As he packs up his collection of children’s books to present to Seven Stories, a copy of Moonfleet by John Meade Falkner, causes Brian Alderson to reminisce.
My prentis years among contemporary children’s books during the 1950s were spent taking care of the showrooms of the Enfield bookseller and library supplier, Don Gresswell. It was a job, like many another, that I had come by accidentally, and it had a degree of independence. Don G’s office was across the road over a small book and stationer’s shop while my domain eventually expanded to some four rooms for visiting teachers and librarians. I had an assistant in the mornings at one time, often interrupted by cheerful reps, and the afternoons were devoted to much housekeeping.
Thus it was that round about 1955 I found myself invoicing an order for the local library which included copies of John Meade Falkner’s Moonfleet. It was not a book that we stocked for the good commercial (and indeed principled) reason that the only version in print was available from its original publisher, Edward Arnold, in a bowdlerised, non-net (don’t ask) ‘school edition’. It is likely that the enthusiastic Miss Jones, the local children’s librarian, was ordering copies of the newly published complete edition, now illustrated by Geoffrey Fletcher.
I took a look at it and before moments was absorbed After all, one had to know one’s books and here was a hitherto unknown one whose discovery meant that not much invoicing was done that afternoon. It was a gripping story set in an adapted setting of the coastal village of Moonfleet by Weymouth in the eighteenth century. The orphaned John Trenchard is befriended by the innkeeper Elzvir Block and between them they discover and recover the long missing Mohune Diamond. Thrills abound with an ending sufficiently tragic for a later colleague of mine to break into tears, along with her audience, when reading it to a class of girls.
The romance was first published by Edward Arnold in 1898 and there is no evidence that it was published for children. It is unillustrated and does not appear under Books for the Young in a 32 page Arnold catalogue of the time. Nor is it a common book in trade. Indeed, I cannot recall ever seeing another copy since that which I bought from two lady booksellers down in Old Sarum who had something of a speciality in children’s books. They knew of my interest in Falkner and invited me to come and collect the book and take tea with a nephew of the late author. He was not very forthcoming but had a catalogue of the sale of Falkner’s collection of medieval manuscripts which were a special interest of his. (He was at one time Honorary Librarian to the Bishop and Chapter at Durham Cathedral.)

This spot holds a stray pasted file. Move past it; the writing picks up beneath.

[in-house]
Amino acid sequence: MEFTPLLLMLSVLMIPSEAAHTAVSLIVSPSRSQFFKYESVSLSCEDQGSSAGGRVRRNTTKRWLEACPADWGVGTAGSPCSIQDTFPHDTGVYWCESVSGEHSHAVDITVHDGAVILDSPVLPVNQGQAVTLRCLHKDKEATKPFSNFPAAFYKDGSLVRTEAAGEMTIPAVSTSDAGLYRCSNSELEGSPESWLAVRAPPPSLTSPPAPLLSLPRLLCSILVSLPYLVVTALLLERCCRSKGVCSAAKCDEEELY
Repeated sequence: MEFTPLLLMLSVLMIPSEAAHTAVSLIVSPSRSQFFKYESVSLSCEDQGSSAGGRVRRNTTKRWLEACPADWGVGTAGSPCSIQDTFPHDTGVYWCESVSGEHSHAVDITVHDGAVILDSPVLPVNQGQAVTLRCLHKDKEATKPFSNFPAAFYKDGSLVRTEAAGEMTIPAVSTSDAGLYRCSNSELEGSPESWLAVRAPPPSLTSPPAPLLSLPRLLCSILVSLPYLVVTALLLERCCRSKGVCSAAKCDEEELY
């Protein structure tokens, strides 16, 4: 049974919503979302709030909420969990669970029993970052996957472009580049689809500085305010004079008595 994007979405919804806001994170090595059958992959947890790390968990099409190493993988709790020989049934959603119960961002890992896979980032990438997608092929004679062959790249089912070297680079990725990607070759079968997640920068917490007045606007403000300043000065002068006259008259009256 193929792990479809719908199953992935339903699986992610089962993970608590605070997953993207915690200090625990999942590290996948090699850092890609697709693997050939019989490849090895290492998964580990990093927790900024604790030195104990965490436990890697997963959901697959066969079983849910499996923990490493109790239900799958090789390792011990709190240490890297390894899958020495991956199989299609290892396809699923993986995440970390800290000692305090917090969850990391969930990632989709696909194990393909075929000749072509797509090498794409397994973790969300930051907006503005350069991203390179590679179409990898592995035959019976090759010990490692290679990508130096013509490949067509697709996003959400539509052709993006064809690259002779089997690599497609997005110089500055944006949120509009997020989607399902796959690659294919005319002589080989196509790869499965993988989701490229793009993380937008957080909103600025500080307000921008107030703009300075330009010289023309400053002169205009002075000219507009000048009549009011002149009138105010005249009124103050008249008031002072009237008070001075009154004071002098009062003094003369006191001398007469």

That role was only part of an unpredictable career, he being brought up in the vicinity of the fictional Moonfleet but schooled at Marlborough and Hertford College, Oxford. Soon after coming down he was appointed tutor to the family of Sir Andrew Noble, the head of Armstrong, Whitworth at Elswick, Newcastle upon Tyne, one of the largest armaments manufacturers in the world. He must have impressed for he went on to join the company, eventually becoming Chairman during the First World War.
Alongside this business career he wrote several county or local histories while Moonfleet was the second of three novels: a ghost story, The Lost Stradivarius (1895) and The Nebuly Coat (1903). Of the latter an anecdote has circulated of how he was accompanying a distinguished lady who was to launch one of the Company’s battleships. She was a great reader and, in conversation, recommended that he read The Nebuly Coat. ‘Madam, I wrote it’, he was able to reply.
Brian Alderson is a long-time and much-valued contributor to Books for Keeps, founder of the Children’s Books History Society and a former Children’s Books Editor for The Times. His most recent book The 100 Best Children’s Books is published by Galileo Publishing, 978-1903385982, £14.99 hbk.
Moonfleet by John Meade Falkner is published by Vintage Classics, 978-0099541127, £8.99 pbk.